Of the others, Karl Samuda may be lost at the Ministry of Labour and Social Security; and I've always felt that the best person to be policy head of the health ministry is one from the profession, hence my suggestion for Dr Horace Chang, the most worthy candidate for deputy prime minister, to be in charge there, which would allow Dr Chris Tufton to run the Industry, Investment and Commerce ministry. In the meantime, questions continue to emerge about the health status of veteran Audley Shaw, a nice, 'vybzy' man who might need some time to cater to his personal challenges.

The good side of Cabinet picks

(Floyd Green)

TWO of the inspiring selections to the Holness Cabinet announced over a week ago were those of Minister of Agriculture and Fisheries Floyd Green, and Minister of Housing, Climate Change, Environment and Urban Renewal, Pearnel Charles Jr.

Both youngsters of politics represent where Jamaica ought to be heading in terms of establishing a vibrant political talent pool. They are bright, intelligent forward thinkers. It is people like they who, apart from Holness's popularity, made the big difference in the final outcome of the general election.

So when you look to the right of the fence during the election campaign and see people like Green, Charles Jr, Marsha Smith, Tova Hamilton, Krystal Lee, Rhoda Crawford; and then glance to the left and see Patrick Roberts, Rohan Banks, Venesha Phillips, Keith Brown, and Val Wint you are forced to make a hasty switch back to the right.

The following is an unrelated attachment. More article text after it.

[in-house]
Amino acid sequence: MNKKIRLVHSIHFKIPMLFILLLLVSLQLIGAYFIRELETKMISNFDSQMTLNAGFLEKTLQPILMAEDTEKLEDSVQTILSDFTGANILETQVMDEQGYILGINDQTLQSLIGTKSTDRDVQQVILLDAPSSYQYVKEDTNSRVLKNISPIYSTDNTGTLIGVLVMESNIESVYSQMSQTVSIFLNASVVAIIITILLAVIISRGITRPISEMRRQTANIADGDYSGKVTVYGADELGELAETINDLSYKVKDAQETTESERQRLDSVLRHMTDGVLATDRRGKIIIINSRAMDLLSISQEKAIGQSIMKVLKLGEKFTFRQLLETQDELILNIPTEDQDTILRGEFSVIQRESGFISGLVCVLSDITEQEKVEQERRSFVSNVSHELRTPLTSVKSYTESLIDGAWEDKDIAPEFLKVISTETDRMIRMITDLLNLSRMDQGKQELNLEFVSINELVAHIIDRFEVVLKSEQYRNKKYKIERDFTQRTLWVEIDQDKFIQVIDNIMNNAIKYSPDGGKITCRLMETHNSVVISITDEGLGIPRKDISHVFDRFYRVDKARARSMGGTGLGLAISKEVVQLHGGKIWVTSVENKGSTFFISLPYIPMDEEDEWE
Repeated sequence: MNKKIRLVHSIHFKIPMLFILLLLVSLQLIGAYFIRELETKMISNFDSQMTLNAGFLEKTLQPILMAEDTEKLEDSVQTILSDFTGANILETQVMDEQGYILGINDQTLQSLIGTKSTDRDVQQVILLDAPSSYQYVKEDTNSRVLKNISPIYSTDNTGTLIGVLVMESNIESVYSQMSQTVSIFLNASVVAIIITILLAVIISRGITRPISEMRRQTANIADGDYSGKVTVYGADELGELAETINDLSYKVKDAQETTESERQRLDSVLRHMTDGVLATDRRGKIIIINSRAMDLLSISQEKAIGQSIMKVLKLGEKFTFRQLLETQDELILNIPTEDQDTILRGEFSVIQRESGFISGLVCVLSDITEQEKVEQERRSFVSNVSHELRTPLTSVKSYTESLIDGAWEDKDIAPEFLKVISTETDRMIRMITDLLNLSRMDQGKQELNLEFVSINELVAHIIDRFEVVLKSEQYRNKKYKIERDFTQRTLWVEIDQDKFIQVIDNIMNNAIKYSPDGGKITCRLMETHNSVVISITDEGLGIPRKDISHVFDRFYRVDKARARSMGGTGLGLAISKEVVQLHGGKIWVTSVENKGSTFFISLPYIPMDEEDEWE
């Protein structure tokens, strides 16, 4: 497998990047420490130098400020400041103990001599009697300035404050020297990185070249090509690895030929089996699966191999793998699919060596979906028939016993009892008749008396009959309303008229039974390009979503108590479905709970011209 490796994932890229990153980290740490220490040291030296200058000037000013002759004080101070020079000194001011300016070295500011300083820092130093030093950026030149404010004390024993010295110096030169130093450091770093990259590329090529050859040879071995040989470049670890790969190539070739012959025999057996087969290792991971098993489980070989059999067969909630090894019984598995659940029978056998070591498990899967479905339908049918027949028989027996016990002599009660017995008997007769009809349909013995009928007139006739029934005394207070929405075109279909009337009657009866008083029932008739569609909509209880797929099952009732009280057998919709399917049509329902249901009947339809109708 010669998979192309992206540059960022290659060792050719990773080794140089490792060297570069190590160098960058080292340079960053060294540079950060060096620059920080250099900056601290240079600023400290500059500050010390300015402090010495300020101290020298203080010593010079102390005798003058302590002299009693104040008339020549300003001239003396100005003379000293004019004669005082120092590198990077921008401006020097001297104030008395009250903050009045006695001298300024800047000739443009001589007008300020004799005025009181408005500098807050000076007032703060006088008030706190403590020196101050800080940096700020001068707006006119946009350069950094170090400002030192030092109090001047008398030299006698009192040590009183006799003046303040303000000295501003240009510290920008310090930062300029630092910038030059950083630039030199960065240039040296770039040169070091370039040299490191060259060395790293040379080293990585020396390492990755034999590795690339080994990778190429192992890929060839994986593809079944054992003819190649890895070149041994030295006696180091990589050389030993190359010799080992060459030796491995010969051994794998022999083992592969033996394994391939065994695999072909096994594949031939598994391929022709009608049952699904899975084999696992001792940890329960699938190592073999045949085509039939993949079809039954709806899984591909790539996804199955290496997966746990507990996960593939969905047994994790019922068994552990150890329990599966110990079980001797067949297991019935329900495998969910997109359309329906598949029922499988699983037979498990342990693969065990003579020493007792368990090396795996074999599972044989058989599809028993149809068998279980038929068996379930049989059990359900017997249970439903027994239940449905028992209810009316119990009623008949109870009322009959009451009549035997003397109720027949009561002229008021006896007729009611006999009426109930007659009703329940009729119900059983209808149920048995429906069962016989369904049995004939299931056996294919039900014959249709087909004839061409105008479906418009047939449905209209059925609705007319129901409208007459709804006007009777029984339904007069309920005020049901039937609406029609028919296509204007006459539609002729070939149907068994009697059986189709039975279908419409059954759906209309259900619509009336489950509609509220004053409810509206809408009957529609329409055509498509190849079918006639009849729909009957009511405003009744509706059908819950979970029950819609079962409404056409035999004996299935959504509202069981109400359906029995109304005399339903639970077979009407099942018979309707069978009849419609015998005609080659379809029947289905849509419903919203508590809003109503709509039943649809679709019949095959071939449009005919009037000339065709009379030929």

Outside of the Cabinet, again, Holness erred by giving JC Hutchinson a 'last lick', by sending him to the Ministry of Mining and Transport to warm the state minister's high chair. He will be of no practical benefit to the Administration.

Apart from Smith's trip to the Ministry of Finance and the Public Service, it pleased me to see the prime minister appoint Dr Norman Dunn to the Ministry of Industry, Investment and Commerce.

I have been impressed with his work as MP for St Mary South Eastern, where I'm from, and I repeat that the businessman has achieved, in three years, more than anyone before him did in a full five-year term as MP.

Hopefully, Dr Dunn will bring the skill that has guided his pharmacy, real estate, hardware and other businesses over the years to benefit the State directly.

Apart from his achievements over the last three years, Dr Dunn did exceptionally well in the last general election, winning by over 1,700 votes and taking advantage of his PNP opponent Dr Shane Alexis, whose choice of football administrator Raymond Anderson as campaign manager was one of the silliest things I have ever seen.